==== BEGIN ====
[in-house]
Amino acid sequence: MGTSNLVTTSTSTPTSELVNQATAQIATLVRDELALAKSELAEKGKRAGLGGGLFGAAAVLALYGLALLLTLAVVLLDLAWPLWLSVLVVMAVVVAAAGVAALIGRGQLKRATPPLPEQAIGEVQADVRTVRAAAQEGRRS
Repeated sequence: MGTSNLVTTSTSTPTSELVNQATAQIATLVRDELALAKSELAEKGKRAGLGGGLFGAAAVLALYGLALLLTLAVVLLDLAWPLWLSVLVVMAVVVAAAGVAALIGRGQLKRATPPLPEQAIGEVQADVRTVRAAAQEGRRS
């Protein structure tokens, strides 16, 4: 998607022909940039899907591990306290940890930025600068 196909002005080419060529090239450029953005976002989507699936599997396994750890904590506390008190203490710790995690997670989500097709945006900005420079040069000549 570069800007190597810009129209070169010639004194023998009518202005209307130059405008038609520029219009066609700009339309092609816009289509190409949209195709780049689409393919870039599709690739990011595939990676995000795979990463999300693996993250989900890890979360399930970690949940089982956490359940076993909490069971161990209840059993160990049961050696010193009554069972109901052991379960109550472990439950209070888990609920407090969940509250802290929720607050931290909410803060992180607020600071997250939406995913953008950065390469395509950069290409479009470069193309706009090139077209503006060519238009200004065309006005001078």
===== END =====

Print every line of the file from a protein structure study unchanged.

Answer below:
[in-house]
Amino acid sequence: MGTSNLVTTSTSTPTSELVNQATAQIATLVRDELALAKSELAEKGKRAGLGGGLFGAAAVLALYGLALLLTLAVVLLDLAWPLWLSVLVVMAVVVAAAGVAALIGRGQLKRATPPLPEQAIGEVQADVRTVRAAAQEGRRS
Repeated sequence: MGTSNLVTTSTSTPTSELVNQATAQIATLVRDELALAKSELAEKGKRAGLGGGLFGAAAVLALYGLALLLTLAVVLLDLAWPLWLSVLVVMAVVVAAAGVAALIGRGQLKRATPPLPEQAIGEVQADVRTVRAAAQEGRRS
């Protein structure tokens, strides 16, 4: 998607022909940039899907591990306290940890930025600068 196909002005080419060529090239450029953005976002989507699936599997396994750890904590506390008190203490710790995690997670989500097709945006900005420079040069000549 570069800007190597810009129209070169010639004194023998009518202005209307130059405008038609520029219009066609700009339309092609816009289509190409949209195709780049689409393919870039599709690739990011595939990676995000795979990463999300693996993250989900890890979360399930970690949940089982956490359940076993909490069971161990209840059993160990049961050696010193009554069972109901052991379960109550472990439950209070888990609920407090969940509250802290929720607050931290909410803060992180607020600071997250939406995913953008950065390469395509950069290409479009470069193309706009090139077209503006060519238009200004065309006005001078």